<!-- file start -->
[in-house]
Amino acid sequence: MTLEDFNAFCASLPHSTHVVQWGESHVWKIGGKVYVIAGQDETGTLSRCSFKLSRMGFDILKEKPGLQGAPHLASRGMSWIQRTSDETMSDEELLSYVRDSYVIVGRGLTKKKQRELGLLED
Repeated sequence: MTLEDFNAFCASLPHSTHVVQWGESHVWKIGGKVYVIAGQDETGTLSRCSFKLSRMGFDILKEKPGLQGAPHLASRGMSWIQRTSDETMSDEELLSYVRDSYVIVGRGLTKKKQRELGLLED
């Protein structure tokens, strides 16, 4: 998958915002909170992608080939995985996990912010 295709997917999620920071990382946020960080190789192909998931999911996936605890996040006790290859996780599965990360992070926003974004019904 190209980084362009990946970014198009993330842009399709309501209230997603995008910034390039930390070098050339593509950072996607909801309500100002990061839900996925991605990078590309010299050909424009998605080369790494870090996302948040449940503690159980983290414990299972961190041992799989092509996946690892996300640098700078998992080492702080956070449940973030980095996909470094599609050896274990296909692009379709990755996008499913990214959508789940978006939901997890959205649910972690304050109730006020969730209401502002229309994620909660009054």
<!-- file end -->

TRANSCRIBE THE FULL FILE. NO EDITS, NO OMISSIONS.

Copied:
[in-house]
Amino acid sequence: MTLEDFNAFCASLPHSTHVVQWGESHVWKIGGKVYVIAGQDETGTLSRCSFKLSRMGFDILKEKPGLQGAPHLASRGMSWIQRTSDETMSDEELLSYVRDSYVIVGRGLTKKKQRELGLLED
Repeated sequence: MTLEDFNAFCASLPHSTHVVQWGESHVWKIGGKVYVIAGQDETGTLSRCSFKLSRMGFDILKEKPGLQGAPHLASRGMSWIQRTSDETMSDEELLSYVRDSYVIVGRGLTKKKQRELGLLED
């Protein structure tokens, strides 16, 4: 998958915002909170992608080939995985996990912010 295709997917999620920071990382946020960080190789192909998931999911996936605890996040006790290859996780599965990360992070926003974004019904 190209980084362009990946970014198009993330842009399709309501209230997603995008910034390039930390070098050339593509950072996607909801309500100002990061839900996925991605990078590309010299050909424009998605080369790494870090996302948040449940503690159980983290414990299972961190041992799989092509996946690892996300640098700078998992080492702080956070449940973030980095996909470094599609050896274990296909692009379709990755996008499913990214959508789940978006939901997890959205649910972690304050109730006020969730209401502002229309994620909660009054």